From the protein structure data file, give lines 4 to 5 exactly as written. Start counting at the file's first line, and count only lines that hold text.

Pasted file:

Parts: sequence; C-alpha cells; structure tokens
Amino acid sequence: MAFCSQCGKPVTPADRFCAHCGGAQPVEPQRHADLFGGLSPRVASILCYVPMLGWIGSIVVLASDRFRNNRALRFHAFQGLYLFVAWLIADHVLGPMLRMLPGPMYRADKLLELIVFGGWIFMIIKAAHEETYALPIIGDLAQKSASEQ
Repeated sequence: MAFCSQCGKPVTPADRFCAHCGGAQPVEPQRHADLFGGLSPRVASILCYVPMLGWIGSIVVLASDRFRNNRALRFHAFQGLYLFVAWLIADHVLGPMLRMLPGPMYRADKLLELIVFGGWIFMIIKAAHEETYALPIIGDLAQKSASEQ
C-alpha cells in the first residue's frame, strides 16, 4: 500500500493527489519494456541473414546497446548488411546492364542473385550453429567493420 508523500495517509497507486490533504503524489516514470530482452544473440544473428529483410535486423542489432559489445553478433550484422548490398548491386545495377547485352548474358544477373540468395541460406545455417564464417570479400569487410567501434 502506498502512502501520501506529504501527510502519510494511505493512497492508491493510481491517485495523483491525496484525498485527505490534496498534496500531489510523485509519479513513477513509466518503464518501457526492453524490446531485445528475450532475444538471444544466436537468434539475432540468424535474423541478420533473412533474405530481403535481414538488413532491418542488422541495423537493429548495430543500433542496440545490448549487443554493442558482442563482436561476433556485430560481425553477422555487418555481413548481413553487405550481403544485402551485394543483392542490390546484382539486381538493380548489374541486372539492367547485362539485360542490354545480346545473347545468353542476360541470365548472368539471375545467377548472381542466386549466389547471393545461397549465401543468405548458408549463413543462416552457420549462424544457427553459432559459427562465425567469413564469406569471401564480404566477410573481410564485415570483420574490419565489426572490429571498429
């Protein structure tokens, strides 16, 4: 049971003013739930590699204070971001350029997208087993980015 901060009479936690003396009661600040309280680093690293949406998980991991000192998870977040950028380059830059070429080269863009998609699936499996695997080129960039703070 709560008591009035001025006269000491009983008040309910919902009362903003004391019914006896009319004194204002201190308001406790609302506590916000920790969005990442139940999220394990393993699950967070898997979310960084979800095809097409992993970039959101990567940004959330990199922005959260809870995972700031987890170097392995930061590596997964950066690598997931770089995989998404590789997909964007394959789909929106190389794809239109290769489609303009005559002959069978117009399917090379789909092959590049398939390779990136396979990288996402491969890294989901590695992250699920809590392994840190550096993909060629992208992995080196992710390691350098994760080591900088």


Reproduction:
C-alpha cells in the first residue's frame, strides 16, 4: 500500500493527489519494456541473414546497446548488411546492364542473385550453429567493420 508523500495517509497507486490533504503524489516514470530482452544473440544473428529483410535486423542489432559489445553478433550484422548490398548491386545495377547485352548474358544477373540468395541460406545455417564464417570479400569487410567501434 502506498502512502501520501506529504501527510502519510494511505493512497492508491493510481491517485495523483491525496484525498485527505490534496498534496500531489510523485509519479513513477513509466518503464518501457526492453524490446531485445528475450532475444538471444544466436537468434539475432540468424535474423541478420533473412533474405530481403535481414538488413532491418542488422541495423537493429548495430543500433542496440545490448549487443554493442558482442563482436561476433556485430560481425553477422555487418555481413548481413553487405550481403544485402551485394543483392542490390546484382539486381538493380548489374541486372539492367547485362539485360542490354545480346545473347545468353542476360541470365548472368539471375545467377548472381542466386549466389547471393545461397549465401543468405548458408549463413543462416552457420549462424544457427553459432559459427562465425567469413564469406569471401564480404566477410573481410564485415570483420574490419565489426572490429571498429
């Protein structure tokens, strides 16, 4: 049971003013739930590699204070971001350029997208087993980015 901060009479936690003396009661600040309280680093690293949406998980991991000192998870977040950028380059830059070429080269863009998609699936499996695997080129960039703070 709560008591009035001025006269000491009983008040309910919902009362903003004391019914006896009319004194204002201190308001406790609302506590916000920790969005990442139940999220394990393993699950967070898997979310960084979800095809097409992993970039959101990567940004959330990199922005959260809870995972700031987890170097392995930061590596997964950066690598997931770089995989998404590789997909964007394959789909929106190389794809239109290769489609303009005559002959069978117009399917090379789909092959590049398939390779990136396979990288996402491969890294989901590695992250699920809590392994840190550096993909060629992208992995080196992710390691350098994760080591900088």